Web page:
§ Mr. Tim Smith
To ask the Secretary of State for Northern Ireland what steps he is taking to address the problems in the most disadvantaged areas of Belfast; and if he will make a statement.552W
§ Mr. Tom King
Considerable progress has been made in tackling many of the social and economic problems in Belfast, particularly in improving housing conditions and reviving the city centre. However there remain a number of areas, involving both the Protestant and Catholic communities, which are characterised by very high levels of unemployment, low levels of skill, poor educational achievement and a depressing physical environment.
I intend now to enhance the programme of action for these areas. This will be aimed at stimulating greater economic activity, reinforcing local enterprise, improving the quality of the environment, and equipping the people of these areas to compete successfully for available employment. I have asked the Minister who is responsible for the environment in Northern Ireland, who has special responsibility for Belfast, to take this work forward in conjunction with public agencies, the private sector and the voluntary sector.
I shall be reviewing, in the context of the 1988 public expenditure survey, the overall level of resources which can be made available for this programme. I am already providing significant public investment, and I have allocated a further £10 million for expenditure on projects in the financial year ending 31 March 1989.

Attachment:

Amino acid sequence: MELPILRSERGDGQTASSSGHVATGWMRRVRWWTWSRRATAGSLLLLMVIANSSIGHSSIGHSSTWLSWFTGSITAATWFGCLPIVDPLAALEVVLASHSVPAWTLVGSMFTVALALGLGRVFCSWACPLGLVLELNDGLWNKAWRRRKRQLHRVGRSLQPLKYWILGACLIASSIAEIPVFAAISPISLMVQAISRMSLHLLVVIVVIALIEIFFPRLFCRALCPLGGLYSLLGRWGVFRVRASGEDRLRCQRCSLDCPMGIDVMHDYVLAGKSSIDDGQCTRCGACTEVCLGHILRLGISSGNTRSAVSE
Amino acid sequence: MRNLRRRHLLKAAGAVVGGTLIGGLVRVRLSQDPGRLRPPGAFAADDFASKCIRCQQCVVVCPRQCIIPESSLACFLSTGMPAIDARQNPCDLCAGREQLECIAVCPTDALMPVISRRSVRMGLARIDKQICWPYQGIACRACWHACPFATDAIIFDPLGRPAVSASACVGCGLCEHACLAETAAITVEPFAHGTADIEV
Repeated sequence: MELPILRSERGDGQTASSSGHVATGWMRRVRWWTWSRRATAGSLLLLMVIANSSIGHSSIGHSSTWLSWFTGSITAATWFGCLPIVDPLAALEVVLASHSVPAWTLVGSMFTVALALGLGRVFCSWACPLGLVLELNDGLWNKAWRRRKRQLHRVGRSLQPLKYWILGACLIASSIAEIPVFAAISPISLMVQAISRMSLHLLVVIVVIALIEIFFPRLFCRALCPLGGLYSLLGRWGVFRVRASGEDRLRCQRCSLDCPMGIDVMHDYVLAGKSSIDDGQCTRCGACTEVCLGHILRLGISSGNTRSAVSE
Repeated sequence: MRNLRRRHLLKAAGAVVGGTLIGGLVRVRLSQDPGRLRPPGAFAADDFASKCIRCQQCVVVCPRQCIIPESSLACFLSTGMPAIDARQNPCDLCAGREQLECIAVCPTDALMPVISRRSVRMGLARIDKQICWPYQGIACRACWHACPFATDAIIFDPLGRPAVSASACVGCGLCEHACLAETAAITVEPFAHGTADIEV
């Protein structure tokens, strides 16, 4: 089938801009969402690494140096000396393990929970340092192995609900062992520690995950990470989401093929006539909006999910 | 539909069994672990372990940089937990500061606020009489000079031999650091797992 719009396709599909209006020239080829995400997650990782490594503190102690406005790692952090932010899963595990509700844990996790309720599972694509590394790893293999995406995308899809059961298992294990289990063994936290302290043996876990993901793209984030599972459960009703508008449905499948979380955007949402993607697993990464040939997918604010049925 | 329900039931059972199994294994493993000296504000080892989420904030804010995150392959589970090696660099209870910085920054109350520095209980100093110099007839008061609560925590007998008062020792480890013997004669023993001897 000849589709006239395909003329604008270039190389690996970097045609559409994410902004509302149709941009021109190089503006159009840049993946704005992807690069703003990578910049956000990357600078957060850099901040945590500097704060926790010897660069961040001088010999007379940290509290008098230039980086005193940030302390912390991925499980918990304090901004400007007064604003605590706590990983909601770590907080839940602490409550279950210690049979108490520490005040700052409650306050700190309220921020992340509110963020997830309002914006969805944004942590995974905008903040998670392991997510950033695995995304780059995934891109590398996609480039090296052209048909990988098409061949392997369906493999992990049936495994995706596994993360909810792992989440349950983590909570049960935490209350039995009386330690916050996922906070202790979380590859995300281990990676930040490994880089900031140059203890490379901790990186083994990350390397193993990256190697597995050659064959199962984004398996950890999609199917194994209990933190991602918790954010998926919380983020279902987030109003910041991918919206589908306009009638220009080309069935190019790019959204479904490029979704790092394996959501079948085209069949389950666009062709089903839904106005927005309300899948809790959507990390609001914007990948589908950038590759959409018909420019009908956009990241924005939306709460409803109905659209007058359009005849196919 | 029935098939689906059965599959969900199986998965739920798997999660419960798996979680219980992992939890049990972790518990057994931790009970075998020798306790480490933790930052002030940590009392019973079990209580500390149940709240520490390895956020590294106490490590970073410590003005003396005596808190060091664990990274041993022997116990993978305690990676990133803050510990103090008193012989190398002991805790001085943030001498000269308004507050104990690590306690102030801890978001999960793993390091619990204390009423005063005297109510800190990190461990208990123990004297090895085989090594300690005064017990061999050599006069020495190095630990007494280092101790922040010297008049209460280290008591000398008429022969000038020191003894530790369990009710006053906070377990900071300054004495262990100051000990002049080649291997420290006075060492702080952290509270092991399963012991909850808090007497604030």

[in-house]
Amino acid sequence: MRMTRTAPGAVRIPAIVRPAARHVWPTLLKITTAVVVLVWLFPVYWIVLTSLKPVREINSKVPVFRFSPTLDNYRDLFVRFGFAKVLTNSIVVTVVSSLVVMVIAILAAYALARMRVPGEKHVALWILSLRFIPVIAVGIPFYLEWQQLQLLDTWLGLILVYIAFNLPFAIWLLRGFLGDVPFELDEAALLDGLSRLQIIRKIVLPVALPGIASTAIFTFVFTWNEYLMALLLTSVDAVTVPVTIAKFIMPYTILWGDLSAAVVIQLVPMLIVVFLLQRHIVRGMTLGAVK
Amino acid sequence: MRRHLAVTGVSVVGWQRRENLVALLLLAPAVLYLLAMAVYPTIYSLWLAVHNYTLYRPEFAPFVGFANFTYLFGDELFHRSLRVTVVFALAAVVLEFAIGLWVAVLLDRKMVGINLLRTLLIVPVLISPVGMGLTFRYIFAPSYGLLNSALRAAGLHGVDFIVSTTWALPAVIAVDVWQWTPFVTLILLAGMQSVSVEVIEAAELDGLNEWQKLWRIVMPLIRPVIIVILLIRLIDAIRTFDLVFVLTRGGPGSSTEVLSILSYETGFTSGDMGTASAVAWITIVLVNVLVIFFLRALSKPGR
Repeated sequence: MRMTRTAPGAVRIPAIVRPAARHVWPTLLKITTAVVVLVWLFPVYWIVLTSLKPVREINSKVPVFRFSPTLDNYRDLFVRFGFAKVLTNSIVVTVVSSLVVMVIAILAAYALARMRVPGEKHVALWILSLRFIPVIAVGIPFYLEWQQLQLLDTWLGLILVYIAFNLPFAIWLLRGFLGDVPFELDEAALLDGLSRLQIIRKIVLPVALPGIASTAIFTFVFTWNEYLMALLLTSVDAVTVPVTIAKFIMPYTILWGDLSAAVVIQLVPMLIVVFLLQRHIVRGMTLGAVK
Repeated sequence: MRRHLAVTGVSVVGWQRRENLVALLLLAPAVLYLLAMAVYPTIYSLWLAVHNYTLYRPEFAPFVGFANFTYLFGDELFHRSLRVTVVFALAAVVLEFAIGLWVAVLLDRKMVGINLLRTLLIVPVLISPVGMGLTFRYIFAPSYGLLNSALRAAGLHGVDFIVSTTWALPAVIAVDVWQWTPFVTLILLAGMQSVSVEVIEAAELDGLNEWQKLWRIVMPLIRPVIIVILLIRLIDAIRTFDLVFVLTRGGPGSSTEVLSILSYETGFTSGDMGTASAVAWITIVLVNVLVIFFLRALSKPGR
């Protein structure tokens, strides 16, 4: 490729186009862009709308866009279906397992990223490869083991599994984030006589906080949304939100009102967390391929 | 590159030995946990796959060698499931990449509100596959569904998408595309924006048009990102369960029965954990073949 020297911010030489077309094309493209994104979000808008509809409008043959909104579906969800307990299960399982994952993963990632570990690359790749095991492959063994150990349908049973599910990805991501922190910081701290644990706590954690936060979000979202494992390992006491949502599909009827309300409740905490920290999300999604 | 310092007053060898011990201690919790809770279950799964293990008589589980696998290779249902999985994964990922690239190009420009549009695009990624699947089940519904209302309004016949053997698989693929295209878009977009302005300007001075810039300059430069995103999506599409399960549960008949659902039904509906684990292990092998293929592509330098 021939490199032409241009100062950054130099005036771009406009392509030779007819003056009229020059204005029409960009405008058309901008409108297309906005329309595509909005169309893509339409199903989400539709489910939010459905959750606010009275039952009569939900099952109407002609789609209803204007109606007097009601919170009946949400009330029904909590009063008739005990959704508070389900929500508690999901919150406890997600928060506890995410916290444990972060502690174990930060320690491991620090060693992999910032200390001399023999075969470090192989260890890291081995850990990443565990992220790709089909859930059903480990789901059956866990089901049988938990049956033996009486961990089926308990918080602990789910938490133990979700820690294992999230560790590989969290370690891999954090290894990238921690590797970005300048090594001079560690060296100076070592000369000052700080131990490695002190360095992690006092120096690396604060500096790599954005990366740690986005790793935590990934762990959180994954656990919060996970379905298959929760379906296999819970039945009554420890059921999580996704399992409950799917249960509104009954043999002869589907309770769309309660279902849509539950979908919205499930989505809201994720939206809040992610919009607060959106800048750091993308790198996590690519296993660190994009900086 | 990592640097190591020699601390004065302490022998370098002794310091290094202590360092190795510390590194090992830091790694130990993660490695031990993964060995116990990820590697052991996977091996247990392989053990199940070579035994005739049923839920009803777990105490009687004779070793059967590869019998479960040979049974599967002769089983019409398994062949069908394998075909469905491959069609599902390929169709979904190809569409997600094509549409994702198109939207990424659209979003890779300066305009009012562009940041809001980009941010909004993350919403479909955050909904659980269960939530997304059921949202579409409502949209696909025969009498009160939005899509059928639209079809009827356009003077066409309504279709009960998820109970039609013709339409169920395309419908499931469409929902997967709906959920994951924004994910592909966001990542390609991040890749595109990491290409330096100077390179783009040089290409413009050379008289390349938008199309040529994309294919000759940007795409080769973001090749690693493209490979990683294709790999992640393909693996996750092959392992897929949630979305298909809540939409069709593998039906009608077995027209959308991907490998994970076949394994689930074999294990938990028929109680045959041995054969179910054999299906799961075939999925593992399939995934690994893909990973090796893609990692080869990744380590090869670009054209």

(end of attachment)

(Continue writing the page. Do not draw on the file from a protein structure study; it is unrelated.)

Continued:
The success of this programme depends not only on the public sector or on public resources, but on the active co-operation of the private and voluntary sectors. Responsible local people and bodies can make a significant contribution, with the help of the public agencies, in improving social and economic conditions. Yet, however much all people of goodwill in the local communities, the churches, the public and voluntary bodies try to do to revive the areas of greatest deprivation, it is the blight of terrorism that undermines the spirit, destroys hope, drives out initiative, instils fear and turns away opportunities for investment. The Government can play their part supported by all those who wish to see better times for the people of Belfast but it is an end to terrorism that would do most to bring back confidence, jobs, self-esteem and opportunities.
I am today placing in the Library papers which provide further background to this initiative.